Friday, September 22, 2006

Amaranth Hedge Fund Exits Energy Trading Business

I read the letter sent by Amaranth to its investors, and also was able to listen to the conference call. The letter discussed the transfer of its energy portfolio to a third party, and that it's leverage has been reduced to 1.3:1. It also stated that its Multi-Strategy fund lost approximately -65% in September, and approx. -55% ytd.

The conference call discussed how market events and liquidity caused the large losses in the fund. The Amaranth representative said that the market "provided no viable means of exiting positions". This is when the contacted 3rd parties to transfer their energy positions, or faced the prospect of not being able to meet margin calls. If the bids they received weren't' accepted, it could have resulted in a total loss for investors. Scary.

What bothered me about the call was how eerily reminiscent it was of LTCM. They blamed it on market events, illiquidity, and the fact that their VAR risk models predicted that the likelihood of such a scenario was remote. But as we all know, remote does not mean impossible. The fund lost $560 million in one day on Sept. 14th.

The most surprising statement I heard: Amaranth will be eliminating energy trading as a strategy within the fund.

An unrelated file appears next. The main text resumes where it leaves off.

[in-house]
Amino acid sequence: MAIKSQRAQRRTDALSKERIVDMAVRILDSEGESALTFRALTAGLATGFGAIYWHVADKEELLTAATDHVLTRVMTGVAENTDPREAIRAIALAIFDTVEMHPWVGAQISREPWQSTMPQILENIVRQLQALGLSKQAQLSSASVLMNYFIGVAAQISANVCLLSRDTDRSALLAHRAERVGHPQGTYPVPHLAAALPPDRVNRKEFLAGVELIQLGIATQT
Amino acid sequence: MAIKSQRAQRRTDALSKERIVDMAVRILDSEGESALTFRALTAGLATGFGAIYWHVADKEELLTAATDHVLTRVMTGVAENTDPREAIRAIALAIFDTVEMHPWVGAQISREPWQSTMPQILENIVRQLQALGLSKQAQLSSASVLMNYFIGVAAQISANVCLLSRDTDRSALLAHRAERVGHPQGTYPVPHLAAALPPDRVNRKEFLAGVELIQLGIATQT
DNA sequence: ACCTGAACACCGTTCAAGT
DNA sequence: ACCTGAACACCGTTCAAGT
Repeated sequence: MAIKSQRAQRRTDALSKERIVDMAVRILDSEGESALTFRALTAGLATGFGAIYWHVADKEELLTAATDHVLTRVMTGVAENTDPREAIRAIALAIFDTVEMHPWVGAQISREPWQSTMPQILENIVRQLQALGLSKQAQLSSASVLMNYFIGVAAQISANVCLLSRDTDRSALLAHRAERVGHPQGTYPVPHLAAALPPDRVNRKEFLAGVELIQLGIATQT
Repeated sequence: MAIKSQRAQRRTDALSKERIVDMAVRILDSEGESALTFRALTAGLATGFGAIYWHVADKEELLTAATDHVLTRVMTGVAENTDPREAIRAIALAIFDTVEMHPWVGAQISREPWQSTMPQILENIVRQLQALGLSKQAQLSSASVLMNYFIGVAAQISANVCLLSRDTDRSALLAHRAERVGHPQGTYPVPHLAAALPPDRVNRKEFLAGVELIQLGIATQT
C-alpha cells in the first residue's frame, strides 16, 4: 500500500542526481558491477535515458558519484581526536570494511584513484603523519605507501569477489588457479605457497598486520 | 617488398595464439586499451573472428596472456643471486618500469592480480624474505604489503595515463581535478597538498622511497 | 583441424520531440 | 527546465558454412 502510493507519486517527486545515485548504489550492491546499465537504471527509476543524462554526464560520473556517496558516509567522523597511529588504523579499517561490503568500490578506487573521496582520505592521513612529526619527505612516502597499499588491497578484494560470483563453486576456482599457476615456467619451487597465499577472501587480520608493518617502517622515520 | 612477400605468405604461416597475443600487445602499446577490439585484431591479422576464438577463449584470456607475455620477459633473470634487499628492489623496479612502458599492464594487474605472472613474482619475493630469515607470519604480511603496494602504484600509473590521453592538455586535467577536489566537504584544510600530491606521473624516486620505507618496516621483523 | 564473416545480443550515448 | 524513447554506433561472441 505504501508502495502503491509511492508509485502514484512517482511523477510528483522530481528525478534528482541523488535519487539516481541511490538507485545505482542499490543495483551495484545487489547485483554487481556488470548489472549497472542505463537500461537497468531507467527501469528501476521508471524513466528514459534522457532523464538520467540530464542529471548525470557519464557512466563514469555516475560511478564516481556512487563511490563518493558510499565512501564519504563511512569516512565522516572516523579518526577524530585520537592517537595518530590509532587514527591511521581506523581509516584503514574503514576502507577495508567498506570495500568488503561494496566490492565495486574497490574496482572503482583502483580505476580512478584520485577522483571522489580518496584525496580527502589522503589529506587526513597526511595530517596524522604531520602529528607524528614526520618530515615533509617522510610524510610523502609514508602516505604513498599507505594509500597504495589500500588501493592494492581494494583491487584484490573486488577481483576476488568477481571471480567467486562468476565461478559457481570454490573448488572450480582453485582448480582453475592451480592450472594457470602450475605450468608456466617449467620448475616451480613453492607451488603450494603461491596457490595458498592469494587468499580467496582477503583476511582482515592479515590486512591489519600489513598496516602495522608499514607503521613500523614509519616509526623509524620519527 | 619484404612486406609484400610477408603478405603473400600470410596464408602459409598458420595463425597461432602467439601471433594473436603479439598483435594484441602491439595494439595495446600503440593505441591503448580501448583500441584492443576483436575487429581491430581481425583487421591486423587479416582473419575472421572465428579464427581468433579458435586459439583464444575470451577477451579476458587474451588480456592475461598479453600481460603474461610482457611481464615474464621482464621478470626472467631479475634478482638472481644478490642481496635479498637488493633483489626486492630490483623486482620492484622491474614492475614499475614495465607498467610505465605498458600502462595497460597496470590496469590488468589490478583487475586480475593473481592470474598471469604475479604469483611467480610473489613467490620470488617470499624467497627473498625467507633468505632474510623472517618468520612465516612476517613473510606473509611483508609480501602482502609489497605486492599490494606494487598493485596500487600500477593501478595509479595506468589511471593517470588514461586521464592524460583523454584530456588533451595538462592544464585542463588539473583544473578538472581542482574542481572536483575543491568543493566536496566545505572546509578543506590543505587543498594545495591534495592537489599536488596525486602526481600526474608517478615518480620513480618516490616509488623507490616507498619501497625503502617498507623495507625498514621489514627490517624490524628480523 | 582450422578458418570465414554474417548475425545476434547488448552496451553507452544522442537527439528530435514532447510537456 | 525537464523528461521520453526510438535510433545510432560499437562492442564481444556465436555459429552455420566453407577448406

They did not offer any details about the trader who put on these positions, the true size of these positions, whether he averaged down or doubled up, etc.

long risk mgt.


At 5:59 AM, Blogger News Blog said...


From what I've heard, Amaranth had risk metrics in place, and the person interviewed didn’t want to expand, but he was almost hinting that Brian Hunter had developed such a complex net long position, that those not privy to the trade specifically, had trouble understanding his true exposure. Either way, I think there was much more than that.


Daniel McNulty

At 11:46 AM, Blogger Frank Maltagliati said...

I heard that Amaranth had a young trader in Canada that had previous success trading the energies and kept adding to his looser. He was convinced that he was right and kept throwing money at his loosing position. Ever heard of a stop loss? I guess thats what happens when you get a big ego and think that your smarter than Mr. Market.

At 7:19 AM, Blogger J. Kahn said...

If they had any VAR risk controls in place, they should have at least know the potential for losses. I think what they really underestimated was how illiquid these contracts would be if they had to sell them under pressure.


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